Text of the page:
Tuesday, February 15, 2011

Looking Twenty

I liked turning twenty better than passing sixty.
although in my brain I’ve never changed
even though the face looking back at me
from mirrors and other reflected surfaces is not someone
I recognize or would even speak to if we were introduced

Spent the day sorting through old pictures
collected over three generations
grandparents with stoic faces forever frowning
after surviving the great depression
and the faces of my folks their eyes reflecting
the horror of the war powered with the memory
of an atomic bomb blowing the enemy to smithereens

Large families, home ownership, power to the people
all tossed aside when free love and lots of drugs
confused the basic structure of the family
people didn’t stay together,
many died or fried their brains with overdoses
got beat in Vietnam; a government financed conspiracy
left shame on the faces of my generation

Anti-war, pro abortion, where is the common sense
to promote civilization for future generations?
Women’s liberation opened the world for work
with equal pay, equal privilege,
My face shows fatigue, I’m too tired to protest anything

While my sons and daughters try to claim what was lost
wives stay at home to raise their children
but anxious that their marriages won’t last
how will they support themselves and their kids?
Their faces have a look of fear

Homes may be lost through foreclosure,
dire financial situation, is his job secure?
almost as bad as the great depression
grandson may be sent to Afghanistan
all life’s challenges are etched onto our faces

I’ve got an appointment with a plastic surgeon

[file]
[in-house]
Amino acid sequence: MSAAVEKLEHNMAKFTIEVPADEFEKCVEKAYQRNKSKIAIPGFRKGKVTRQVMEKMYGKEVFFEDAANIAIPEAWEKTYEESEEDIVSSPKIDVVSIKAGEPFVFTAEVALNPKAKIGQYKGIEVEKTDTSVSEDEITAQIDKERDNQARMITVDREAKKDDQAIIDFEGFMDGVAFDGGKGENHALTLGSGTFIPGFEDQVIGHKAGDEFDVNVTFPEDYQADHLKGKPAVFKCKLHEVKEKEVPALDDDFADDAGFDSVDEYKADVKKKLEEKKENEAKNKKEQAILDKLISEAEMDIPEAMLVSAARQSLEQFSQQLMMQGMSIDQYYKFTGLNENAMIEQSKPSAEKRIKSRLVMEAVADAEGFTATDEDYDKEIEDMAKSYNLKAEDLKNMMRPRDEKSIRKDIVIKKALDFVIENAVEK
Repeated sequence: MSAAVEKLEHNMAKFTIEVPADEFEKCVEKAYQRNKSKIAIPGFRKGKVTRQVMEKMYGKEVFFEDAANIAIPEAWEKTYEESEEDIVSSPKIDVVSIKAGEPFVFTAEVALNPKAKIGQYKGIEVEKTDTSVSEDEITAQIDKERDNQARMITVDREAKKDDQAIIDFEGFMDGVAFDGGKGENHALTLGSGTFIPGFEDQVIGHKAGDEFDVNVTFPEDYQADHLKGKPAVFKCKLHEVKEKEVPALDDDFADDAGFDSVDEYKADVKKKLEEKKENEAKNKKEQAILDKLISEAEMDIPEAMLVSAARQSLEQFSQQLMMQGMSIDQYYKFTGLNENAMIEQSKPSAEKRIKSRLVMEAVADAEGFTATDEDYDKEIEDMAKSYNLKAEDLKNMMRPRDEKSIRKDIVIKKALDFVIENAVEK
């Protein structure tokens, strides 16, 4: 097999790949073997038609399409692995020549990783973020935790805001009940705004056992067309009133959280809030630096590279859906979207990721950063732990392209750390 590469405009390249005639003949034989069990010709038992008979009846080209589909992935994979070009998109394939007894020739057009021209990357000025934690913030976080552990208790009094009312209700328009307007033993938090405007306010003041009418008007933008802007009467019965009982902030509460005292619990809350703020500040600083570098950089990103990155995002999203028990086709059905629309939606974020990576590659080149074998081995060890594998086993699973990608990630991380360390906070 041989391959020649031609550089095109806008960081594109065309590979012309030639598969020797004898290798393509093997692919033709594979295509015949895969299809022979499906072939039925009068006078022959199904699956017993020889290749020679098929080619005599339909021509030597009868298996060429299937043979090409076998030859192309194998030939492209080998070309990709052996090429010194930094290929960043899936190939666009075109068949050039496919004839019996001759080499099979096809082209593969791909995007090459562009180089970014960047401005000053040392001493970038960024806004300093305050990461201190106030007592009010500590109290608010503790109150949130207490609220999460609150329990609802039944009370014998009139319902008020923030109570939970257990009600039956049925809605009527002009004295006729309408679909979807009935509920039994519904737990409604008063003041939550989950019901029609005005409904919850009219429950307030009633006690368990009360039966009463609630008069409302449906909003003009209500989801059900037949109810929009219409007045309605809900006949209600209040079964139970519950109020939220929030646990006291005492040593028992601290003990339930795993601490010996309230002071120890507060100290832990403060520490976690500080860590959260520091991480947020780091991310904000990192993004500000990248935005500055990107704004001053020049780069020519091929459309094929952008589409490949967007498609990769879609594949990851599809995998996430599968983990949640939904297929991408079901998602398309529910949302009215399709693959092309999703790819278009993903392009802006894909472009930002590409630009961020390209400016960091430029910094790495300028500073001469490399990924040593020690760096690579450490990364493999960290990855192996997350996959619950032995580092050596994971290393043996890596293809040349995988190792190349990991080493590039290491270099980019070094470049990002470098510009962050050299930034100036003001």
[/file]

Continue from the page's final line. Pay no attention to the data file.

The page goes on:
said she can turn back the clock of time
and I can look twenty again
if I'm willing to pay the price -
the money put aside for my long term institution.

Monday, February 14, 2011

Valentine’s Day

At the sea
lovers arm-in-arm
watch the gulls drift

No one speaks.

In the quiet
he strokes her hair
she shifts closer
anyone can tell,
they’re in love.

Waves lap on the sand
sky of winter gray
white clouds
and scattered sunshine
dance on the water.

Long ago
their hearts were sewn
with an invisible thread
that bound them
for a lifetime.

Their time together is almost over
but today they recall how it began.
A smile, a first date, and saying yes,

to Love

Sunday, February 13, 2011

Antonio’s First Date

Alonso, who never had the pleasure of love,
was a sweet man whose heart was yearning.

He worked as a chef in a popular restaurant
spent his days fixing meals for others
but with no family and few friends
he often dined alone.

One day he went to the market
and bumped into the cart
of a beautiful woman.

He apologized but captivated by her face asked,

"What is your name?"

"Gina," she replied.

"I’m Alonso, can I take you to dinner?"

"Yes,” she said with a smile.

He suggested seven o'clock.
She agreed and handed him her phone number.

Alonso knew Gina could be his true love